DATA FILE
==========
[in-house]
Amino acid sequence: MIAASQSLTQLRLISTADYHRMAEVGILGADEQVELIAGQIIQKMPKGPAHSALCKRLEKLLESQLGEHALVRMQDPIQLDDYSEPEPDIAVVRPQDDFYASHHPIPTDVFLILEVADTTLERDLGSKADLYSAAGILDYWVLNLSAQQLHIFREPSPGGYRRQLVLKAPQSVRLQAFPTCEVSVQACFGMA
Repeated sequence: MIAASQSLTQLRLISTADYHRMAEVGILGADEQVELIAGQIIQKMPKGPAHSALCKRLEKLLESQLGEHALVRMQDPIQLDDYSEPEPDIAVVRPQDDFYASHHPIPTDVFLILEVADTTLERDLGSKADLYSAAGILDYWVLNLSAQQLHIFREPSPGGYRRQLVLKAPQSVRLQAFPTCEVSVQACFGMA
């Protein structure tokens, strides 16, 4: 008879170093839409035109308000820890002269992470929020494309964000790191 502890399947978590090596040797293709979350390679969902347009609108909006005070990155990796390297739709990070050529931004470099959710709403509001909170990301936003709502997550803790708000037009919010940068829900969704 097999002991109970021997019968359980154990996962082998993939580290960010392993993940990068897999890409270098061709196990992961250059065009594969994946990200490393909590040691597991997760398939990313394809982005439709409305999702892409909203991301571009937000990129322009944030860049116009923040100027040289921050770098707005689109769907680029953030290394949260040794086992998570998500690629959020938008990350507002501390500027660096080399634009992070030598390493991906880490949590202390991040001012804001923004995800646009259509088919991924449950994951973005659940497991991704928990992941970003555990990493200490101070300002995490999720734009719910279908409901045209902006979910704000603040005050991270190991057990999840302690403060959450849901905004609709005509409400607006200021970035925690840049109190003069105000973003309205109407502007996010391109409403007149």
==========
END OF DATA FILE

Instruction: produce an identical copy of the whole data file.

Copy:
[in-house]
Amino acid sequence: MIAASQSLTQLRLISTADYHRMAEVGILGADEQVELIAGQIIQKMPKGPAHSALCKRLEKLLESQLGEHALVRMQDPIQLDDYSEPEPDIAVVRPQDDFYASHHPIPTDVFLILEVADTTLERDLGSKADLYSAAGILDYWVLNLSAQQLHIFREPSPGGYRRQLVLKAPQSVRLQAFPTCEVSVQACFGMA
Repeated sequence: MIAASQSLTQLRLISTADYHRMAEVGILGADEQVELIAGQIIQKMPKGPAHSALCKRLEKLLESQLGEHALVRMQDPIQLDDYSEPEPDIAVVRPQDDFYASHHPIPTDVFLILEVADTTLERDLGSKADLYSAAGILDYWVLNLSAQQLHIFREPSPGGYRRQLVLKAPQSVRLQAFPTCEVSVQACFGMA
């Protein structure tokens, strides 16, 4: 008879170093839409035109308000820890002269992470929020494309964000790191 502890399947978590090596040797293709979350390679969902347009609108909006005070990155990796390297739709990070050529931004470099959710709403509001909170990301936003709502997550803790708000037009919010940068829900969704 097999002991109970021997019968359980154990996962082998993939580290960010392993993940990068897999890409270098061709196990992961250059065009594969994946990200490393909590040691597991997760398939990313394809982005439709409305999702892409909203991301571009937000990129322009944030860049116009923040100027040289921050770098707005689109769907680029953030290394949260040794086992998570998500690629959020938008990350507002501390500027660096080399634009992070030598390493991906880490949590202390991040001012804001923004995800646009259509088919991924449950994951973005659940497991991704928990992941970003555990990493200490101070300002995490999720734009719910279908409901045209902006979910704000603040005050991270190991057990999840302690403060959450849901905004609709005509409400607006200021970035925690840049109190003069105000973003309205109407502007996010391109409403007149």